Philippine security officials on Wednesday pushed for amending the anti-terrorism law to allow for longer detentions of suspects, while authorities announced that DNA tests had confirmed the identity of the first Filipino known to have carried out a suicide bombing in the country.
On June 28, two suspected Islamic State-linked militants killed themselves, three soldiers and three civilians when they detonated explosives near the main gate of an army camp in southern Sulu province. Islamic State (IS) claimed responsibility for the bombing that also wounded 22 people, most of them civilians.
The attack spurred authorities to review security protocols and scramble to protect vital installations across the Southeast Asian nation, but officials said the limited time to interrogate suspects properly made it difficult to extract vital information.
The attack in Sulu also underscored the urgency of the military’s recommendation to amend the country’s Human Security Act by increasing the authorized detention period for suspected terrorists from three to 20 days, military spokesman Brig. Gen. Edgard Arevalo said.
“Based from local experience and that abroad, suspected terrorists are firm and determined,” Arevalo told BenarNews, adding that interrogators often had a “difficult time to obtain admission of guilt or information.”
“It takes more than three days for them to yield. And detaining them beyond that maximum period makes the authorities susceptible to be charged with arbitrary detention, unless the law is amended,” he said.
He also called for the removal of a 500,000-peso (U.S. $10,000) daily fine for any member of the security force who may have wrongfully detained a suspect.
The Human Security Act, which took effect in 2007, is the country’s primary anti-terrorism law that brings the Philippines in line with its Southeast Asian neighbors in battling militants.
Match with mother’s DNA
Also on Wednesday, a statement issued by the military said that one of the bombers in the June 28 attack was identified through DNA tests as Norman Lasuca.
“The AFP (Armed Forces of the Philippines) and the PNP (Philippine National Police) would like to allay the fears of our countrymen … where we can confirm … the incidence of the first suicide bombing in the Philippines perpetrated by Norman Lasuca,” the statement quoted Arevalo as saying.
The DNA sample of 23-year-old Lasuca (pictured), an alleged member of the IS-linked Abu Sayyaf group, matched that of his mother, Vilman Lasuca, national police spokesman Col. Bernard Banac told reporters. Samples were matched with two people who had claimed Lasuca’s remains.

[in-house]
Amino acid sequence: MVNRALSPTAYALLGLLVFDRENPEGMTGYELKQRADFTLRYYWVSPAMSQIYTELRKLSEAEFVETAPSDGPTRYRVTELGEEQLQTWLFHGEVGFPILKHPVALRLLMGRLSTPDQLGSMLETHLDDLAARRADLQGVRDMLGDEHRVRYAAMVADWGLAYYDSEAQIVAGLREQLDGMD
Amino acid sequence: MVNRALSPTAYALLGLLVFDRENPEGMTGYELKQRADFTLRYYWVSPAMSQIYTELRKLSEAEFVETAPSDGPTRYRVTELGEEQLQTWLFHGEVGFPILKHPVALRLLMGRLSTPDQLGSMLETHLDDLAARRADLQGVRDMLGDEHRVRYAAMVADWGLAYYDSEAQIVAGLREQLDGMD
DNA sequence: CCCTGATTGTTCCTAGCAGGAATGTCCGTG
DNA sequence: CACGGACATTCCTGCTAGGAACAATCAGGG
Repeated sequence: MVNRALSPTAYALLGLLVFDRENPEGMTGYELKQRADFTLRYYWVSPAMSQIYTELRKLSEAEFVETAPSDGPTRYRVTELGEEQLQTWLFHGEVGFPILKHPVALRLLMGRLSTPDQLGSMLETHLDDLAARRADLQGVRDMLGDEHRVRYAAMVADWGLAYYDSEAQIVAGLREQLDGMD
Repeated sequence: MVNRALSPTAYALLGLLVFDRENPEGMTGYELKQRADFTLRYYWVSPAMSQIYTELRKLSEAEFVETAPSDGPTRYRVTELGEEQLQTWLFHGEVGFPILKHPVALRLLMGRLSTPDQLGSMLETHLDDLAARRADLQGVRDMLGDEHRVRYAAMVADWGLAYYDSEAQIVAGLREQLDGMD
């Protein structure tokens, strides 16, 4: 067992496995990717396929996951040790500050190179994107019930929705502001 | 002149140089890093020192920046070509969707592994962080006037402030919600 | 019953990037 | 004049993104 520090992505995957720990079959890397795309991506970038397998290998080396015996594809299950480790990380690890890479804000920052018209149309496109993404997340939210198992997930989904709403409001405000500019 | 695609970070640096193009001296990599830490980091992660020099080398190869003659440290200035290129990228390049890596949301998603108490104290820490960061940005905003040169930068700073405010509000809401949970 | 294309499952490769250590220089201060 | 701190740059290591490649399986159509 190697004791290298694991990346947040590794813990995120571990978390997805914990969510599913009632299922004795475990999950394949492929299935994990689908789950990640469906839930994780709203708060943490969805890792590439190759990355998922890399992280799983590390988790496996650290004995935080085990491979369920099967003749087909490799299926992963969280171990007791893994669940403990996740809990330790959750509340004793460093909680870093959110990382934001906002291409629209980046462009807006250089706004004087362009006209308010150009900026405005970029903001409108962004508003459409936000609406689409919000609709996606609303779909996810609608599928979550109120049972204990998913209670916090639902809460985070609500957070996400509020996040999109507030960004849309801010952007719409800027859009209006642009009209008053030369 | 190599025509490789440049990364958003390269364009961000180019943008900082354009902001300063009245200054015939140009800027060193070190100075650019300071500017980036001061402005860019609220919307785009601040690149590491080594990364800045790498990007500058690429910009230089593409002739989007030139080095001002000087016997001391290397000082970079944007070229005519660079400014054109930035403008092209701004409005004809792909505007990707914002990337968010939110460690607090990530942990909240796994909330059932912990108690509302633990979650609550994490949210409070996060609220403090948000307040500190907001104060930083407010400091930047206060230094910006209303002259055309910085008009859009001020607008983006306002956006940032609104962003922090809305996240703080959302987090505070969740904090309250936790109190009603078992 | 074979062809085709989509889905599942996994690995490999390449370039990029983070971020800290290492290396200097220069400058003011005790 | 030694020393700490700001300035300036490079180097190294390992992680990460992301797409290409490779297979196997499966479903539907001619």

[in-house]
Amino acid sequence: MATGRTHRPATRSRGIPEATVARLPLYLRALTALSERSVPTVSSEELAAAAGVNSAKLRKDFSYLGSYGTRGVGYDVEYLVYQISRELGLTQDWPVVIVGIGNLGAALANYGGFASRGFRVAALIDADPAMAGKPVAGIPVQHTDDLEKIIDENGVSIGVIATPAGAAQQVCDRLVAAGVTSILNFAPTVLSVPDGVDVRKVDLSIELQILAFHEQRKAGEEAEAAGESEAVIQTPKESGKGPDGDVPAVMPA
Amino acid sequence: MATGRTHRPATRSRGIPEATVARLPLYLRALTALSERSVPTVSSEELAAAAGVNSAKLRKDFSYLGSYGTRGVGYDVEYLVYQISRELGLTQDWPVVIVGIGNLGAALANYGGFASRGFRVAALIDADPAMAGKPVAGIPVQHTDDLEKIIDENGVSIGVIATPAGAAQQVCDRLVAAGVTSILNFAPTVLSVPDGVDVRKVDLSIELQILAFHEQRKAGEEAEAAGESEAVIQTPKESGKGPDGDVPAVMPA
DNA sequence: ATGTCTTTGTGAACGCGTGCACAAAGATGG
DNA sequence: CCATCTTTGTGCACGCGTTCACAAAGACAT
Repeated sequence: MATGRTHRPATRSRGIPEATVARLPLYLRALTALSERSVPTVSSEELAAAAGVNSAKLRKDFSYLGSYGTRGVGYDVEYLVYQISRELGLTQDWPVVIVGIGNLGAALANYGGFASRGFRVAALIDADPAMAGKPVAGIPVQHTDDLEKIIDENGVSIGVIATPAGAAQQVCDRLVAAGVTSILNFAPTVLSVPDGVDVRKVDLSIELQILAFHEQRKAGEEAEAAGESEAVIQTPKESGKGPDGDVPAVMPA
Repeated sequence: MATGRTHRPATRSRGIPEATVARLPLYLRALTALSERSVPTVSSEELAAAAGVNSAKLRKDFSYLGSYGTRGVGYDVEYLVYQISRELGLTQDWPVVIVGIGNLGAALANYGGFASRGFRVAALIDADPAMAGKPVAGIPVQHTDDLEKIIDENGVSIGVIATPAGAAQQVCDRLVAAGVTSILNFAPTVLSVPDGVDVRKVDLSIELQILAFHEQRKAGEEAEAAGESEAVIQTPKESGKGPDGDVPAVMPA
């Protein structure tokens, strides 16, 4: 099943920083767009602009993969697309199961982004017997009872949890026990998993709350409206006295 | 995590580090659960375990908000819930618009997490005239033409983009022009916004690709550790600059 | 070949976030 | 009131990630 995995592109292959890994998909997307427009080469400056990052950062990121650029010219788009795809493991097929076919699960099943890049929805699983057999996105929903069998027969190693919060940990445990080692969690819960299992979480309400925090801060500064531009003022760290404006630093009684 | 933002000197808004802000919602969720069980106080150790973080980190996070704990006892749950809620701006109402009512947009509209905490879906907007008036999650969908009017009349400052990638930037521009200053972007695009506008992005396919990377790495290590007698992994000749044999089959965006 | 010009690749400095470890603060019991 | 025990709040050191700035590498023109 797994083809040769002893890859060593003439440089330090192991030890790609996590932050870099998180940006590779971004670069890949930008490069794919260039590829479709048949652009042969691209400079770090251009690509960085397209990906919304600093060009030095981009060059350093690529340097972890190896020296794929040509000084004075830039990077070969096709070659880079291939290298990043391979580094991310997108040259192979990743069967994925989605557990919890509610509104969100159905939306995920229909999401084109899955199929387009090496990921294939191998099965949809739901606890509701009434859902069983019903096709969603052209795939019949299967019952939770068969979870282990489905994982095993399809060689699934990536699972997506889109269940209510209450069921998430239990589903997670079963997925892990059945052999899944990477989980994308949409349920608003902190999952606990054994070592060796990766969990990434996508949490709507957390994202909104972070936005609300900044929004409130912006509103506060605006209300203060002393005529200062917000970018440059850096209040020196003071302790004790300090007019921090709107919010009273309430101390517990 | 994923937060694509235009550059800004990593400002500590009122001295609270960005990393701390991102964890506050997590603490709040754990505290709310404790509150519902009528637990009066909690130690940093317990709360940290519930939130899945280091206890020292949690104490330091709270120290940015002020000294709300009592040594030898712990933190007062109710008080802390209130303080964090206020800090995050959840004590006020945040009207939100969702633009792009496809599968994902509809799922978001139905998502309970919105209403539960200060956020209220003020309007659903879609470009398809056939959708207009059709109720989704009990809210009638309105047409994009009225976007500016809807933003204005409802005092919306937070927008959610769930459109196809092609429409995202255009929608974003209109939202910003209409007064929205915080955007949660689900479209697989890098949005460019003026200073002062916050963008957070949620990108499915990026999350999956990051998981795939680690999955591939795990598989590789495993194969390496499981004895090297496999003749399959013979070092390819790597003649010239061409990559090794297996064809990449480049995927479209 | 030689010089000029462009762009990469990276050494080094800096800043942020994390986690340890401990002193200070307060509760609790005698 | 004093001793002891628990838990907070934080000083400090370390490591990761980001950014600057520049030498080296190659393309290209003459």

“There is 99.99 percent percentage probability match on the DNA sample taken from Vilman Lasuca and samples of the alleged suicide bomber,” Banac said.
Banac, however, said they had yet to establish the identity and nationality of the other suicide bomber, because military and police were still collecting DNA samples.
Days after the twin-suicide bombing, Defense Secretary Delfin Lorenzana told reporters that the manner of the attack signified a “very important development” with major security implications because it marked the first time that Filipinos were used as suicide bombers.
Arevalo also said that the military had already deployed additional forces to the Sulu Islands “to intensify the conduct of a surgical and focused military operation” against Abu Sayyaf Group militants.
The military and police aim to “stop the spread of radicalism and violent extremism and isolate and cut the support of the nexus points of local terrorist groups,” he said.
“We vigorously continue our collaboration and information sharing with our counterpart nations like Indonesia, Malaysia, Australia and the United States to name a few, to harness our conduct of operations,” Arevalo said, without giving specifics.
Military intelligence reports indicate that Lasuca was a member of an Abu Sayyaf faction controlled by Hatib Hajan Sawadjaan, a religious elder identified by the U.S. Defense Department as the new head of Islamic State in the Philippines.
Sawadjaan replaced Isnilon Hapilon, who was killed near the end of a five-month battle after he and other militants had seized the southern Philippine city of Marawi in May 2017.
Sawadjaan’s group was blamed for explosions that killed 23 people at a church in Jolo, the capital of Sulu, in January. That attack took place five months after a German of Moroccan descent drove a van filled with explosives through a checkpoint in southern Basilan island, leaving 11 dead.
Rommel Banlaoi, head of the Philippine Institute for Peace, Violence and Terrorism Research, revealed that an Egyptian couple was allegedly plotting a series of bomb attacks in the country upon instructions from IS.
Banlaoi, citing his own sources, claimed that the two had entered the country and were believed linked to the Indonesians responsible for the cathedral bomb attack. Indonesia, which had earlier sent its own investigators to the southern Philippines, rejected that claim made by local police.
“The couple is in the Philippines to conduct intermittent bombing operations,” he said.
However, the military has yet to receive information regarding the alleged Egyptian couple, Arevalo said.
“We have no information on the alleged Egyptian couple in cahoots with local terrorist Abu Sayyaf Group in IED explosions in Sulu,” Arevalo told BenarNews.
National police chief Oscar Albayalde, meanwhile, told reporters that he could not confirm the information about alleged Egyptian suicide bombers.
“It’s not yet confirmed,” he said. “Although, yes, with the past incidents there were foreign nationals involved in suicide bombings, we cannot deny the fact that there are foreigners in the country that can do it.”
Joseph Jubelag contributed to this report from General Santos City, Philippines.